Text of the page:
Mapping queer memories: A crowdsourced digital atlas has collected over half a million intimate recollections from anonymous contributors.

Greek voters overwhelmingly re-elected the conservative New Democracy party, according to preliminary results, paving the way for an absolute majority for its leader, Kyriakos Mitsotakis. The landslide victory appeared to show that voters had overlooked his government’s ties to scandals and embraced his promise of continued economic stability and prosperity.

In a statement, Mitsotakis described the results as “a strong mandate, to move more quickly along the road of major changes.” However, turnout was just over 52 percent, compared with 61 percent in the first elections held in May. He said of those who had voted: “In a resounding and mature way, they put a definitive end to a traumatic cycle of toxicity that had held the country back and divided society.”

By the numbers: With 91 percent of the votes counted at 9:45 p.m., the party had 40.5 percent, and was poised to win 158 seats in Greece’s 300-member Parliament, far ahead of the opposition Syriza party, which was in second place with 17.8 percent and 47 seats. The socialist Pasok party took third place, with 12.5 percent and 32 seats.

Tech threat: The use of A.I. in elections worldwide has set off a scramble for guardrails against disinformation.

Call it Barbiecore: Hot pink, fuchsia and magenta are surging in popularity in home décor, with the forthcoming “Barbie” movie serving as a catalyst.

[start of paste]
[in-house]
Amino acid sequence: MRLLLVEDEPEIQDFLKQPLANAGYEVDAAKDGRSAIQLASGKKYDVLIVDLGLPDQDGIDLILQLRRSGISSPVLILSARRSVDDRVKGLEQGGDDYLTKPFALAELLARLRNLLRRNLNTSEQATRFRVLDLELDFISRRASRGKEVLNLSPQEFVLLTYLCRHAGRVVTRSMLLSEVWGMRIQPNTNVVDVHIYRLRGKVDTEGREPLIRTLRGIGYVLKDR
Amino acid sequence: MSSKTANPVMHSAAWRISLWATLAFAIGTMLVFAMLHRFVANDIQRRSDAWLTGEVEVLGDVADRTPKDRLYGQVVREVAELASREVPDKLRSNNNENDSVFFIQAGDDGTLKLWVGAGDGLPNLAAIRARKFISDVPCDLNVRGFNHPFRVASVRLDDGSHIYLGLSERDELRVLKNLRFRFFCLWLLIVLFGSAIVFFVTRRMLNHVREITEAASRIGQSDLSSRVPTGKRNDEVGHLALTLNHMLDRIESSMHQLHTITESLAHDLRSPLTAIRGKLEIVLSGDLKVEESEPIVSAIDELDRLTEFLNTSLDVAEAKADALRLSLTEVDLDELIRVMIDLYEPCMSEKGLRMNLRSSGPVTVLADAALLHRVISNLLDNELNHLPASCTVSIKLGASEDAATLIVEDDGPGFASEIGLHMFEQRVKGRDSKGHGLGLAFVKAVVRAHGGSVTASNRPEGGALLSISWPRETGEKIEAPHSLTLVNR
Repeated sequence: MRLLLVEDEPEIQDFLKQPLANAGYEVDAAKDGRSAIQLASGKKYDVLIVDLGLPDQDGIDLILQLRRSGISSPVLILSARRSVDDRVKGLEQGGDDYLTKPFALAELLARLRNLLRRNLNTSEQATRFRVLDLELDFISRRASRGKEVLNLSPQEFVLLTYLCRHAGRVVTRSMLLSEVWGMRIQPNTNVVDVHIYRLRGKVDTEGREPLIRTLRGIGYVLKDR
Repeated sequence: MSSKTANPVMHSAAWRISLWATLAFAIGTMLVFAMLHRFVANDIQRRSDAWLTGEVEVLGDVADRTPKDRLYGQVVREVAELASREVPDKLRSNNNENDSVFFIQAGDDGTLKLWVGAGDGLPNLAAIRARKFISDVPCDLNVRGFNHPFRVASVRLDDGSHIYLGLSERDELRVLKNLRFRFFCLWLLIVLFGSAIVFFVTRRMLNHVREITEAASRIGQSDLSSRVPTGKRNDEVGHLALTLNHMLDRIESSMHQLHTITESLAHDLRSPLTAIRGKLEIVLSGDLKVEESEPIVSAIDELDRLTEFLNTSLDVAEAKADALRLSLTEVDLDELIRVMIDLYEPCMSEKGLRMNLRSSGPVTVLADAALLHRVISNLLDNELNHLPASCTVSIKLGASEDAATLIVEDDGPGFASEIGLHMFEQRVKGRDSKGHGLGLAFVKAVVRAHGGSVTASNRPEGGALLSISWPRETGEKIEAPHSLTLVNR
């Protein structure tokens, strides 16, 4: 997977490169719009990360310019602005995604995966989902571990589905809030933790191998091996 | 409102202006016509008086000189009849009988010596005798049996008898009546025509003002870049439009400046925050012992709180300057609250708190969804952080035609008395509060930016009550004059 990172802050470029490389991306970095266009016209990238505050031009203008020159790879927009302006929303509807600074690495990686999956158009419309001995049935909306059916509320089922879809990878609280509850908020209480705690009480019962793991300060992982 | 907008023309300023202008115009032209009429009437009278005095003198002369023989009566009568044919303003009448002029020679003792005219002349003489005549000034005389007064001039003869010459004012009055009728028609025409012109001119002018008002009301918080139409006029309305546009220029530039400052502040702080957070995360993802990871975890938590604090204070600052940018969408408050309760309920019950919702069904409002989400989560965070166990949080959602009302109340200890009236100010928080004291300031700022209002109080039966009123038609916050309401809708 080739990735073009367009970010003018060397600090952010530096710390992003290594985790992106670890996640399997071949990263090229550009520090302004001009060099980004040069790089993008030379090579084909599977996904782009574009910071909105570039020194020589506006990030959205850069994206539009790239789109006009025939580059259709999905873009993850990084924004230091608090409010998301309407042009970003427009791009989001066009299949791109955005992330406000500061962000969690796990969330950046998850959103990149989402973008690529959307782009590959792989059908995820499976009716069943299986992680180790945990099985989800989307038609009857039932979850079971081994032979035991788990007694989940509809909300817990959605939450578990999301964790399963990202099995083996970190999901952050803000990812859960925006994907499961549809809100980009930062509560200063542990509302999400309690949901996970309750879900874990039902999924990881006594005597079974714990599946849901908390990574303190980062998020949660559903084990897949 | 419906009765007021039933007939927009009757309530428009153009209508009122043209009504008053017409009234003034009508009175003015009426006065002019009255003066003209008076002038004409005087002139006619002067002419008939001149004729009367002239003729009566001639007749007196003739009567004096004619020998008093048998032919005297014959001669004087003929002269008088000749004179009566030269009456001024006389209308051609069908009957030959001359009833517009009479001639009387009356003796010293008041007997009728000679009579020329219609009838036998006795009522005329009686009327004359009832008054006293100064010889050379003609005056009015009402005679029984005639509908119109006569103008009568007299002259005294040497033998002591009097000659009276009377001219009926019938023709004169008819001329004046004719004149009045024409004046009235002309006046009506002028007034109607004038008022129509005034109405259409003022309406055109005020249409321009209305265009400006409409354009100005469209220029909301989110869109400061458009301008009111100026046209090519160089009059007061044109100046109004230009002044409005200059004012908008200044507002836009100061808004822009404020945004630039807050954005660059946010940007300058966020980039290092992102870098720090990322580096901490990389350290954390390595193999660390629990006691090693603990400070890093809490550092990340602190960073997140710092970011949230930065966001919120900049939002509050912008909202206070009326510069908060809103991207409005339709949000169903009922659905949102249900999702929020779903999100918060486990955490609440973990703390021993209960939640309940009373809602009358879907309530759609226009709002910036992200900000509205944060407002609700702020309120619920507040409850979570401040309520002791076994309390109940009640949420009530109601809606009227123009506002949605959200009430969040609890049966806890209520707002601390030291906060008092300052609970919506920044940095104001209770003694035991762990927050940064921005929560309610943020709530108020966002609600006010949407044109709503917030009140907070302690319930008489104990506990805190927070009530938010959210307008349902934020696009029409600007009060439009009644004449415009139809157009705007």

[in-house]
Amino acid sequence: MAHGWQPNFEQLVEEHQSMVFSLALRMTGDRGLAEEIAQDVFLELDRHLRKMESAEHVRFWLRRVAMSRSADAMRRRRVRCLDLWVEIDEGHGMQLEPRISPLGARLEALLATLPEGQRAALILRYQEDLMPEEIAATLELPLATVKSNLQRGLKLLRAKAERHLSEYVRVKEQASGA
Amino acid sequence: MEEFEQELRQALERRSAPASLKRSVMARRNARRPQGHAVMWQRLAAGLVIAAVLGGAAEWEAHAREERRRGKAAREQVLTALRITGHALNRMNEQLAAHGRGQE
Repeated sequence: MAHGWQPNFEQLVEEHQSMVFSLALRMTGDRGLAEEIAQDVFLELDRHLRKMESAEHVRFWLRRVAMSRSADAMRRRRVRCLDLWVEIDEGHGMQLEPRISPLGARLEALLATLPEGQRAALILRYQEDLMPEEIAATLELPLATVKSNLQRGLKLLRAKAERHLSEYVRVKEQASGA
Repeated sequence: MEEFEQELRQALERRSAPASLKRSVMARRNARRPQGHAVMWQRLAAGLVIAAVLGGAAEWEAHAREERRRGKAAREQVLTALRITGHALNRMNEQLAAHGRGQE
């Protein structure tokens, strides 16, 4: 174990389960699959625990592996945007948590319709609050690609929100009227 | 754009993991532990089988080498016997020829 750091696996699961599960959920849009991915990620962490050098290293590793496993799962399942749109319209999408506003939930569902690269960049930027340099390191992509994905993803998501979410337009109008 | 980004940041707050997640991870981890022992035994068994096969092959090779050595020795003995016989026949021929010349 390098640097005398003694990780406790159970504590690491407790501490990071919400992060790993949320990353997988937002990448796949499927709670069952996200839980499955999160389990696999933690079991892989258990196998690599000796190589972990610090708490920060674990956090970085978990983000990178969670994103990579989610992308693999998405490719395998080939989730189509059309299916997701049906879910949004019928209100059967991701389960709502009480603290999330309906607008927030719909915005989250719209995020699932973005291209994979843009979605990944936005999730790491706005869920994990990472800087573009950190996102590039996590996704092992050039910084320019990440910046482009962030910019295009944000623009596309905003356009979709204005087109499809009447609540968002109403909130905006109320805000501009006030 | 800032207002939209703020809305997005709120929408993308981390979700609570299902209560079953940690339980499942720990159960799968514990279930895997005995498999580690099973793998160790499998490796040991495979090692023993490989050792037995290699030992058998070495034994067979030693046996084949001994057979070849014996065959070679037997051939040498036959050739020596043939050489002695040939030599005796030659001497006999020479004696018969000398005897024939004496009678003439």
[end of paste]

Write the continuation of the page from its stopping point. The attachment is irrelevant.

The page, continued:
“I like the other pinks, but hot pink just does something,” said a 30-year-old model. “It’s electrifying. It makes me so happy and makes me feel alive. So I kind of let my younger self guide me.”

Massive Attack’s 3D on his love for Napoli: The musician talks soccer culture and his concerns about climate change.

Ferran Jutgla’s Champions League journey: Most people don’t believe his story of how he made it to the top. His attitude had to change — and it did.

Soccer at a saturation point: Sometimes less is more, and schedule overload could be taking its toll on the sport’s thrill factor.

“Hava Nagila,” a beloved folk song traditionally played at Jewish life events, including weddings and bar and bat mitzvahs, is now making appearances at highly secular, non-Jewish gatherings. You might hear it at a baseball game in New York City or a beach club in Ibiza.

The song was written in 1918 by Abraham Zvi Idelsohn, a composer who believed the Jewish people needed new music at a time when Zionism and the push for a Jewish homeland were gaining strength. It became an instant informal hit.

James Loeffler, a professor of Jewish history at the University of Virginia, said he wasn’t surprised “Hava Nagila” was getting so much airtime today. “It’s a song that is about transformation and reinvention, so that is destined to keep happening,” he said. “It’s always had new lives.”